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Lillian Smith couldn't look away from the toxic social conditions that repressed the lives and imaginations of both whites and blacks. Segregation amounted to "spiritual lynching" she said.

She used her fame in the 1940s and 1950s to write and speak about it.

Her words are still timely today.

In December 2018, we reached our crowdfunding goal for the documentary project "Lillian Smith: Breaking the Silence." And now thanks to those generous gifts we can move forward with sharing Lillian Smith's words and life journey to more people.

We believe the documentary will not only shine a spotlight on her moral courage and intelligence (and charm and wit), it will also lead to more dialogue about what people can do today in the face of the "spiritual lynching" that takes place when demagogues and others seek to deny basic human rights.

Lillian Smith's grave marker is inscribed simply from a passage in her book The Journey: "Death can kill a man; that is all it can do to him; it cannot end his life. Because of memory----"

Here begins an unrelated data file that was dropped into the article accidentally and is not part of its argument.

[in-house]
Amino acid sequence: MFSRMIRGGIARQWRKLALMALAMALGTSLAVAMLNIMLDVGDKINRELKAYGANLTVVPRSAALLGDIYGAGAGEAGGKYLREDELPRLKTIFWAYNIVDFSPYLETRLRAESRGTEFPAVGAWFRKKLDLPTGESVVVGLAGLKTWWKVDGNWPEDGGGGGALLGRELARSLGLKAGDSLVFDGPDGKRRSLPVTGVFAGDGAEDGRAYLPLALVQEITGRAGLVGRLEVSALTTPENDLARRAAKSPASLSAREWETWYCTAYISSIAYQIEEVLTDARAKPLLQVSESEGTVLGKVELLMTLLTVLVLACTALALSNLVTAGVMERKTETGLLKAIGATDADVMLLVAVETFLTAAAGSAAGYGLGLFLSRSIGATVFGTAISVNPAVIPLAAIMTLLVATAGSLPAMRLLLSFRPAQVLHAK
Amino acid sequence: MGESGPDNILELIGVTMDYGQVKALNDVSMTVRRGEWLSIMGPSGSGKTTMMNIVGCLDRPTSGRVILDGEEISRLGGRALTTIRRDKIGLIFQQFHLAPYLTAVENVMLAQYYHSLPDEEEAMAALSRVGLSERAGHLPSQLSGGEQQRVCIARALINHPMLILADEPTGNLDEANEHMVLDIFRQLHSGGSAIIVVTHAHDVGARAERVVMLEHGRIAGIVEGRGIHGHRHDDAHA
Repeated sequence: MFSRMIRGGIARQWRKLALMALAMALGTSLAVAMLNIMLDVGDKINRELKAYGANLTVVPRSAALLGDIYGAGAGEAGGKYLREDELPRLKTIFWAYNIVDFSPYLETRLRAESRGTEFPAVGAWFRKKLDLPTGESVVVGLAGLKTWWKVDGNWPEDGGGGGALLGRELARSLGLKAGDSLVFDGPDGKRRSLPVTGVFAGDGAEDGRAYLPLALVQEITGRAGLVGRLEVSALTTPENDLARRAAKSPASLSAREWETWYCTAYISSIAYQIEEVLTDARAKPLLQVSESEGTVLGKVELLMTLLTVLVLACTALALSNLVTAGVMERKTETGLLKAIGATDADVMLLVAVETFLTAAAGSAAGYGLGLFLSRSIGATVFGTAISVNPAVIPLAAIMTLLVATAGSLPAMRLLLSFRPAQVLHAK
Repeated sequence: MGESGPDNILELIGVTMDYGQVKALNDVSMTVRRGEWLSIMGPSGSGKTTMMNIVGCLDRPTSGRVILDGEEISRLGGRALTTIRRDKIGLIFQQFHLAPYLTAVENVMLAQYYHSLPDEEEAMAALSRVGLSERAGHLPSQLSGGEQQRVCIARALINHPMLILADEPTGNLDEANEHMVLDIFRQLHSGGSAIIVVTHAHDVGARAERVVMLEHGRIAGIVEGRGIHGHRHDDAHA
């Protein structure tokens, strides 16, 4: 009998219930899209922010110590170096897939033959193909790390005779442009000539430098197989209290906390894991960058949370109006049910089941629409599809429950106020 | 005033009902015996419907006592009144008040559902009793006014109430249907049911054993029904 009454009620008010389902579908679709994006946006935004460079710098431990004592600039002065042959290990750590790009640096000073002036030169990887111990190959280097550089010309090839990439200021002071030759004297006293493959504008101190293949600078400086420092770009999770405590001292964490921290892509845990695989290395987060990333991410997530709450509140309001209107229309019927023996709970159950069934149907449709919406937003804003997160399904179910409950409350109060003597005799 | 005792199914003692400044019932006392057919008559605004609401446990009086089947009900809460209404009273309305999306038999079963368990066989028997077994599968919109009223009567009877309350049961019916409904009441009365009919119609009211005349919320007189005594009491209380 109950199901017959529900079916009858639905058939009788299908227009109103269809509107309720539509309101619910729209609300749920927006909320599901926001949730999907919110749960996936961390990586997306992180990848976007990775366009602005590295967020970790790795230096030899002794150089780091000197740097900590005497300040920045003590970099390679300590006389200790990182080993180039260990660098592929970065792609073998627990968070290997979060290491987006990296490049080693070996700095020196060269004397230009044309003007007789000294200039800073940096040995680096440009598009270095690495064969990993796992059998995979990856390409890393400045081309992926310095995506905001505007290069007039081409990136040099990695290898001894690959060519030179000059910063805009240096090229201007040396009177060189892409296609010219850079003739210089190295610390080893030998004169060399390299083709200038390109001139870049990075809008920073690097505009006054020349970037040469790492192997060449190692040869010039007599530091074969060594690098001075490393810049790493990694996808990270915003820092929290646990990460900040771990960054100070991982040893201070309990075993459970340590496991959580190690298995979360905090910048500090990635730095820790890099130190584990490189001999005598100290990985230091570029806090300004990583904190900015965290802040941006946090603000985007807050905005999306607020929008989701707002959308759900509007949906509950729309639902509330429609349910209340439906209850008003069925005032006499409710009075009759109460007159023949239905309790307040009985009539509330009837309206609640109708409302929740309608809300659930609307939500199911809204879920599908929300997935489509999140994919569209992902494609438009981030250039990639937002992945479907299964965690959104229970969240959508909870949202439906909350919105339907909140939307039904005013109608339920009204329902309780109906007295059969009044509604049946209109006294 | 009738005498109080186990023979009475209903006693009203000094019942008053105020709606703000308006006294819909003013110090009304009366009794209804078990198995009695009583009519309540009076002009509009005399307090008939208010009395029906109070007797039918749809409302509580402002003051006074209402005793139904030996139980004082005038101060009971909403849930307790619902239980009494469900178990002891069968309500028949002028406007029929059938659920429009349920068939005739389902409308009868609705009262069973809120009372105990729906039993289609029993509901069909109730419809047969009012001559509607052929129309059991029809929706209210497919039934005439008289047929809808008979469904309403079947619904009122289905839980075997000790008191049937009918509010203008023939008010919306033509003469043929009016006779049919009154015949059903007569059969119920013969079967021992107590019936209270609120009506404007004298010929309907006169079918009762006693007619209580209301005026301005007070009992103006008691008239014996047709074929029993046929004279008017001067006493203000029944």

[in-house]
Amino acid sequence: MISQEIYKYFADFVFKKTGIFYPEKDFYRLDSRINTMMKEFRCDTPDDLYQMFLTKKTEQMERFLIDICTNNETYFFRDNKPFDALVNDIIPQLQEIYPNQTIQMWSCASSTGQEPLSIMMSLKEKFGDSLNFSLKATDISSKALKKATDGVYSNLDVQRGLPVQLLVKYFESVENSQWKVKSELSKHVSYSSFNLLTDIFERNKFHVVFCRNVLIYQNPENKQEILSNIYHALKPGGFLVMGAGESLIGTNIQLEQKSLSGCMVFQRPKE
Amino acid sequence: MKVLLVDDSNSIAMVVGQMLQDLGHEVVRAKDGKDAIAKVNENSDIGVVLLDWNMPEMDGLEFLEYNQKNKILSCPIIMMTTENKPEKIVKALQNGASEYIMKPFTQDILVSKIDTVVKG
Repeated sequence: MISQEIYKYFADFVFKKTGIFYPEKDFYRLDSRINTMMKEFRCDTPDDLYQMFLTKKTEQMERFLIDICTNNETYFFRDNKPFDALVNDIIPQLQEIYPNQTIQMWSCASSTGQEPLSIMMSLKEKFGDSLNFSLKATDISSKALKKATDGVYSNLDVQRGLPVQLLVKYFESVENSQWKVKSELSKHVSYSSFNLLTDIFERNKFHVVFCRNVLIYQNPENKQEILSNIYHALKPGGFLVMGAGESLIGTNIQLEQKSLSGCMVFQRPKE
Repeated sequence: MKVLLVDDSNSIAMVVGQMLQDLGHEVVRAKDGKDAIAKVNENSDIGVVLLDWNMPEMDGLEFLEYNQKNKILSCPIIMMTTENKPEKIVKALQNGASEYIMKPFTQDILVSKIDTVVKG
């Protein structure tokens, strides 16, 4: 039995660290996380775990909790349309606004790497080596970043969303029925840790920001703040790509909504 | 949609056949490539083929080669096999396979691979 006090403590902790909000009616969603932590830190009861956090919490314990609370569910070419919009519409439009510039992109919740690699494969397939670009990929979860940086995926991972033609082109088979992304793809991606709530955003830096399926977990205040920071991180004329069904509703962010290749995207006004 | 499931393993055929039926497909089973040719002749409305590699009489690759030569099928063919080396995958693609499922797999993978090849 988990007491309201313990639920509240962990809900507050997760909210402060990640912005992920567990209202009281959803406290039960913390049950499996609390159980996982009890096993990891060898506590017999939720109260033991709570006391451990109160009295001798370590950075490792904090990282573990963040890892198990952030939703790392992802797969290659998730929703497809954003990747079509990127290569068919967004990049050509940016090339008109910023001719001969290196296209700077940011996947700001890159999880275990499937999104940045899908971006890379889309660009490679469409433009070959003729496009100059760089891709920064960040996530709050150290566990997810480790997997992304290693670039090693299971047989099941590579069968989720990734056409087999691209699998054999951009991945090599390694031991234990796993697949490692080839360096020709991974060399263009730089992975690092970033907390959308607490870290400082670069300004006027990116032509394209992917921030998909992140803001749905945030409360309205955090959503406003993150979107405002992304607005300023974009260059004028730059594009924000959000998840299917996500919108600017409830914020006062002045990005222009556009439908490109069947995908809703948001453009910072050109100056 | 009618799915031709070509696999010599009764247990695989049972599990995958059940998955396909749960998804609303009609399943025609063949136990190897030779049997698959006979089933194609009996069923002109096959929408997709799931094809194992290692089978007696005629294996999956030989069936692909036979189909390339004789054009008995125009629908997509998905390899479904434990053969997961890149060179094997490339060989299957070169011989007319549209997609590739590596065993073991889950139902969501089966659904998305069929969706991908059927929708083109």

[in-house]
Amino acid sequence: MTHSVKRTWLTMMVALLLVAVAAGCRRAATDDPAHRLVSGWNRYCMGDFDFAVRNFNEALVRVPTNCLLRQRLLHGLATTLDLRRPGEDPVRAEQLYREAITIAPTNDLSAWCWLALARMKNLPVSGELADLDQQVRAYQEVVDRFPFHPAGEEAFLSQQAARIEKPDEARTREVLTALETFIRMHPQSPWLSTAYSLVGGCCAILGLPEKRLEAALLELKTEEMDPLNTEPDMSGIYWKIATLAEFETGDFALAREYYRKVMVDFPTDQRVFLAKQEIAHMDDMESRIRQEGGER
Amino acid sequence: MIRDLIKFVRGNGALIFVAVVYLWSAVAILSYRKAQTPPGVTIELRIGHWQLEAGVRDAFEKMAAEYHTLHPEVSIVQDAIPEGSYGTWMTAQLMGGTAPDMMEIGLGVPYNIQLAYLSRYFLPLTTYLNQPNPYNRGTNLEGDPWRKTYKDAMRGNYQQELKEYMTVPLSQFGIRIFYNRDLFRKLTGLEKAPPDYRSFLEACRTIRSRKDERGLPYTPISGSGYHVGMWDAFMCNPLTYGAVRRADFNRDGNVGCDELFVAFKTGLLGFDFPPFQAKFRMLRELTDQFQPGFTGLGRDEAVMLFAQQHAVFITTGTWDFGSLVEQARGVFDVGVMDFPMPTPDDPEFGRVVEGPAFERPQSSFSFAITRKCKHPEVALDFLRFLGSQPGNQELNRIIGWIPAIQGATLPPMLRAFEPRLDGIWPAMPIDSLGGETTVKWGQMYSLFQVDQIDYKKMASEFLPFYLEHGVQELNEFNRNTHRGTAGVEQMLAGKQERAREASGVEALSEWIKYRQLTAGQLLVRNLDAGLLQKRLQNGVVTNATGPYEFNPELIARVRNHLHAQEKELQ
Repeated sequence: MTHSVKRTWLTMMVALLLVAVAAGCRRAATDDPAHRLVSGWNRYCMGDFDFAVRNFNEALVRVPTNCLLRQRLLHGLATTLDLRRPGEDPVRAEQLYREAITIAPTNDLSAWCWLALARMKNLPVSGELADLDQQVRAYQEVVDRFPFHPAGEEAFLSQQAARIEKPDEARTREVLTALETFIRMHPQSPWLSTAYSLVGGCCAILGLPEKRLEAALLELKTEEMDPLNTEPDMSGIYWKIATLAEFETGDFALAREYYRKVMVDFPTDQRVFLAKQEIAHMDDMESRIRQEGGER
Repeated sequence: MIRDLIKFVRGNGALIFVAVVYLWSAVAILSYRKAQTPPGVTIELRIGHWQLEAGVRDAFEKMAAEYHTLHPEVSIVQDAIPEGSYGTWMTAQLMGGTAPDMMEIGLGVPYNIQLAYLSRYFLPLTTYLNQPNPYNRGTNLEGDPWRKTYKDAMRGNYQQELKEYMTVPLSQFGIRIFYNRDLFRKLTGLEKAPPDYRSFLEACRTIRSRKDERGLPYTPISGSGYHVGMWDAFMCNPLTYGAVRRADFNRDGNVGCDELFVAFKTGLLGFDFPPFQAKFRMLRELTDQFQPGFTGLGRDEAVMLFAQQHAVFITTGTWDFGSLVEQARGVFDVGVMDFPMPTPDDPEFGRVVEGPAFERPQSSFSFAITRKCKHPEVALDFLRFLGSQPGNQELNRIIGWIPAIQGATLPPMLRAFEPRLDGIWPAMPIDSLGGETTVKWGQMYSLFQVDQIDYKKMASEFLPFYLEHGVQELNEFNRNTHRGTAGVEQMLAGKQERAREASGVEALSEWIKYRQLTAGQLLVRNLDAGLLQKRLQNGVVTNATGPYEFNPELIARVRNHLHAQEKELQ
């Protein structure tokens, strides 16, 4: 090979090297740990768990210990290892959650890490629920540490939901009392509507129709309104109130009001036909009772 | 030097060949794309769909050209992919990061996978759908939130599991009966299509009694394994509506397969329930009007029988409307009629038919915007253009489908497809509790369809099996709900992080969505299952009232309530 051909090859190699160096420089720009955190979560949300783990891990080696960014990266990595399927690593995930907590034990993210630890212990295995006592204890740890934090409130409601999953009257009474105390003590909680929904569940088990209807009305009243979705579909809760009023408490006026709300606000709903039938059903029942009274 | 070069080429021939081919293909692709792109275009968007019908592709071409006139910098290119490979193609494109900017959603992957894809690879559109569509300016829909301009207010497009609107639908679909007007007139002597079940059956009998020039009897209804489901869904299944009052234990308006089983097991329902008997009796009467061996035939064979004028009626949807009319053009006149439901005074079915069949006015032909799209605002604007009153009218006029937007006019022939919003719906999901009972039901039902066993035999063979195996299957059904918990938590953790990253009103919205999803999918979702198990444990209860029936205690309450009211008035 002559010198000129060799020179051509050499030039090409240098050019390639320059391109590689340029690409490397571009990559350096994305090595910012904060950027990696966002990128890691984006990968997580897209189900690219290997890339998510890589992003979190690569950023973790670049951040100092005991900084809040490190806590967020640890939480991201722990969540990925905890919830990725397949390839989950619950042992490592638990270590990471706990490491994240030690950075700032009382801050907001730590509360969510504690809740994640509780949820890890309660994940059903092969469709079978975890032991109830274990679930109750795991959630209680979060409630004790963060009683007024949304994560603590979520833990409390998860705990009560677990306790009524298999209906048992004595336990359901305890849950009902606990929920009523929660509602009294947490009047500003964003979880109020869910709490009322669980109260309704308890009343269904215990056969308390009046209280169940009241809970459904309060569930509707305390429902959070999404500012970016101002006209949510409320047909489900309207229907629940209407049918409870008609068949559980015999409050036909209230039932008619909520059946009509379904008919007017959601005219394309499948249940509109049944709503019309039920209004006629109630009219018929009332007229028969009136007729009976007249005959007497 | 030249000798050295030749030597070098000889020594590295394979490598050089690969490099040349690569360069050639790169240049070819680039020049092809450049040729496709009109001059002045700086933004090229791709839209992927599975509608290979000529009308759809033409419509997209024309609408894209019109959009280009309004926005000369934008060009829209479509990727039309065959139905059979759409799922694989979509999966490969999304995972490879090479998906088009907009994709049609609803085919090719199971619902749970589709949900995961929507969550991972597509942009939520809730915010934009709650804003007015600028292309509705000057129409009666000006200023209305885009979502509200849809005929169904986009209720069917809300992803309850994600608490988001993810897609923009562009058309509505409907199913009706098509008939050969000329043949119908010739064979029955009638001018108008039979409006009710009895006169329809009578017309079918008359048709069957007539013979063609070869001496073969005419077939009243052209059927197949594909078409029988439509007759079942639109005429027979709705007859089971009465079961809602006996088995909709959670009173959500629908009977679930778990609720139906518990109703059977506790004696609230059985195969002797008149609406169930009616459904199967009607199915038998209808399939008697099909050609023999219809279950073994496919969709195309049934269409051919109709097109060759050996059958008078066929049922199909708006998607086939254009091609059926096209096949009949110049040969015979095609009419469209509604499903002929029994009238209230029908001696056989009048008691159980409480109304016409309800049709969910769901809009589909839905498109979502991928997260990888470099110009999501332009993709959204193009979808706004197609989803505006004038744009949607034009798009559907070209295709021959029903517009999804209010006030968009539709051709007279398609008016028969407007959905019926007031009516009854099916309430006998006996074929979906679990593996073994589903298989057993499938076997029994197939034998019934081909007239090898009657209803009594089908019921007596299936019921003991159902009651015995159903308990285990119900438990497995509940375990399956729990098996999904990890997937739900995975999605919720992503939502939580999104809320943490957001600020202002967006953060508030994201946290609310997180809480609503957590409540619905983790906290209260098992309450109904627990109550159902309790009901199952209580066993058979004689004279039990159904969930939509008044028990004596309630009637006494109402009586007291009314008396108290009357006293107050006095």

She had faith in humanity that her words would not disappear in the ether. She was optimistic that we always learn from others' experiences and memories. And she understood that sometimes it takes a while.

Everyone who has joined us on this journey to tell her story is helping to resurrect her memory for a new generation -- and there's no telling how far her ideas or courage will travel or the powerful effects they will have.

Please follow us at the links below for updates. We'll also notify you via this portal when we wrap up post-production and get ready for the first screenings.